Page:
….This much is unarguable: If “privatizing,” as the term has been coined, costs more than the government function cost taxpayers in the first place, then it’s a bad idea no matter what function we’re talking about. That, apparently, is the case with the Georgia Department of Transportation — or rather, would have been the case if a DOT committee hadn’t done its homework. The department was considering a contract for janitorial and other services at highway welcome centers and rest areas. The DOT sent out a request for proposals, and received two bids, one for $37.7 million and the other for $36.5 million. Except that, according to the Atlanta Journal-Constitution, the Transportation Board’s Public-Private Partnership (P3) Committee determined that the DOT could employ people to do the same work for $27.8 million….
Gov. Nathan Deal said Wednesday that he wants lawmakers to study a plan for a statewide school district that could significantly increase the number of charter schools in Georgia. Deal said legislators should consider a system, known in Louisiana as a Recovery School District, that gives the state more powers to take over struggling schools and convert them to charters. The remarks came at an event with Louisiana Gov. Bobby Jindal, whose state pioneered the program…
Source: PR Newswire, September 5, 2014
Teamsters who work at Republic Services, Bill Gates’ giant trash corporation [NYSE: RSG], are fighting back against discrimination. Republic workers wore stickers in six states today to protest Republic’s wage discrimination system. In Atlanta, new hires are paid less at all levels for doing the same job as workers hired previously. In addition, African-American employees in Atlanta have filed U.S. Equal Employment Opportunity Commission (EEOC) charges against Republic, alleging that the company offers overtime to white employees but not to black employees. Republic Services workers in Atlanta and McDonough, Ga., who are members of Teamsters Local Union 728, wore stickers today that read, “Republic Services: Stop the Wage Discrimination.” Teamsters who work for Republic in Alabama, Arkansas, West Virginia, Louisiana and Tennessee wore the same stickers to work today as well. …
To revitalize the U.S. manufacturing base, states and private organizations are turning their attention to support university-led, manufacturing Research and Development (R&D) partnerships that reduce the cost of manufacturing domestically and equip U.S. manufacturers with cutting-edge technologies. Responsive to the needs of industry, these partnerships are intended to not only spur innovation, but also support economic prosperity in regions across the country. The Walmart Foundation and Pennsylvania Gov. Tom Corbett announced new funding for university-led manufacturing partnerships. In Arizona, the Arizona Commerce Authority (ACA) recently ended its 2014 application period for a program that provides small grants to fund university-industry partnerships that develop innovative manufacturing-related, tools and technologies for use aerospace and defense manufacturing industries….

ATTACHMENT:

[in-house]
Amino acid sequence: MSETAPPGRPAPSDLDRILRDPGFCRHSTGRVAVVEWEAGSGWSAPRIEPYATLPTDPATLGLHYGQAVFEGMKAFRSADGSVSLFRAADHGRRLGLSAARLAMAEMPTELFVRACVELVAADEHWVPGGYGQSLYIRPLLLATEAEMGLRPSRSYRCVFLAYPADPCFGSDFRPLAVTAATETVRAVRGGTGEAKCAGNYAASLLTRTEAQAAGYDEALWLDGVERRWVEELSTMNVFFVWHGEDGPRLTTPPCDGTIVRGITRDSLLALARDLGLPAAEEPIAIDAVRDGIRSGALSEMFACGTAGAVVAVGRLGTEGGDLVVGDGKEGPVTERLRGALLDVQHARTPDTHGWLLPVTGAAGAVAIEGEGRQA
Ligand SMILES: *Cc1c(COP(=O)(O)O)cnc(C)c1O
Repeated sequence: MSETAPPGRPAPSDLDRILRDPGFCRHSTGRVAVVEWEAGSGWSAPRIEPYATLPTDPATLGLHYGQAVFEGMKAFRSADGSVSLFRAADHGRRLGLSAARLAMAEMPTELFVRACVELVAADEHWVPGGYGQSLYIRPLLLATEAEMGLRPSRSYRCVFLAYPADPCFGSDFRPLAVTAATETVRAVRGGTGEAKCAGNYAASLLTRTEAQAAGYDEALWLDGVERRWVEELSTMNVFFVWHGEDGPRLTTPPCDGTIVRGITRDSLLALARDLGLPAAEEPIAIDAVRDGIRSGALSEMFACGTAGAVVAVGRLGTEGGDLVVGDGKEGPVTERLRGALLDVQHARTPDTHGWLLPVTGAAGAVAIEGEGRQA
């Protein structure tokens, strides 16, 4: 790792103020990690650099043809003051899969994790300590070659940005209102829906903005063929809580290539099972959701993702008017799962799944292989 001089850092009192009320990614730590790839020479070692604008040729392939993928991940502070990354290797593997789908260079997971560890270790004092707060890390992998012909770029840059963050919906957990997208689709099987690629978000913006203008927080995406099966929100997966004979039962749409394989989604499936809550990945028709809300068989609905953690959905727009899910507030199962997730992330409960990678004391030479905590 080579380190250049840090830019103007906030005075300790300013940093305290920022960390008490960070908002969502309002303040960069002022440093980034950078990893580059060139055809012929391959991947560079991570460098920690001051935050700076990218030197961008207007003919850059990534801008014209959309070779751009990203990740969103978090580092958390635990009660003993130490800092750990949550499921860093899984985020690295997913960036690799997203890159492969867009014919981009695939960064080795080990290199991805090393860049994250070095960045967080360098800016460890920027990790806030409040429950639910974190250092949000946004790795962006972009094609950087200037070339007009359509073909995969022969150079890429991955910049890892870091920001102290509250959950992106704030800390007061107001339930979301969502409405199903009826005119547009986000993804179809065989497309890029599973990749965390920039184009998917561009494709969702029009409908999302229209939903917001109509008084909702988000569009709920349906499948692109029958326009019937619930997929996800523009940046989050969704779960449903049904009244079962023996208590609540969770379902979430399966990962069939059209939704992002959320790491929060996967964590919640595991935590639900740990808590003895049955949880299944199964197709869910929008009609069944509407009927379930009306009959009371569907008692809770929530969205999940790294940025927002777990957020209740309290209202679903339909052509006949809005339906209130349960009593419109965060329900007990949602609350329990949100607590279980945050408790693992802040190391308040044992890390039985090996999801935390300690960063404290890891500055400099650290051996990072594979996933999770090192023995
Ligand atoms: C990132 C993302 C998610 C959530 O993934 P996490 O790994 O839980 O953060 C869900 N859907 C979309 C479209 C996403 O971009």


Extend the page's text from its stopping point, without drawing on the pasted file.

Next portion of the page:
Source: Paula Sanford, Government Finance Review, Vol. 30 no. 4, August 2014
Sharing services can improve the efficiency of service delivery and sometimes allow jurisdictions to offer increased levels of service, but there are also logistical and financial challenges — not the least of which is developing an initial budget. Being prepared for challenges and addressing them early in budget process can prevent financial, service delivery, and even political problems down the road. This article examines the consolidation of the City of Macon and Bibb County, both in Georgia, into Macon-Bibb County, exploring some of the issues organizations are likely to encounter in developing a shared-services budget and provides strategies for successfully working through them….
Source: Robert W. Poole, Jr., Public Works Financing, Vol. 295, July/August 2014
In April the conservative magazine The Weekly Standard published a five-page cover story called “HOT and Bothered,” which characterized the express toll lanes project on the Capital Beltway (I-495) as “another nightmare from the suburbs-hating traffic planners.” The article grossly misrepresented how this Fluor/Transurban toll concession project came about, and also attacked the principle of express toll lanes as horribly elitist: the cover illustration showed an overhead sign separating traffic into “Express Lanes” and “Riff-Raff.”…
Source: Randy Key, WJBF, August 13, 2014
There is new information concerning a deadly crash in Richmond County involving a trash truck that rolled down into a ravine. WJBF News Channel 6 has learned that the Operational Safety and Health Administration (OSHA) is investigating the accident. A driver for Metropolitan Waste, 31-year-old Kennedy Fordham, was killed when he lost control of the truck on Rollins Road, and was pinned underneath it for several hours. …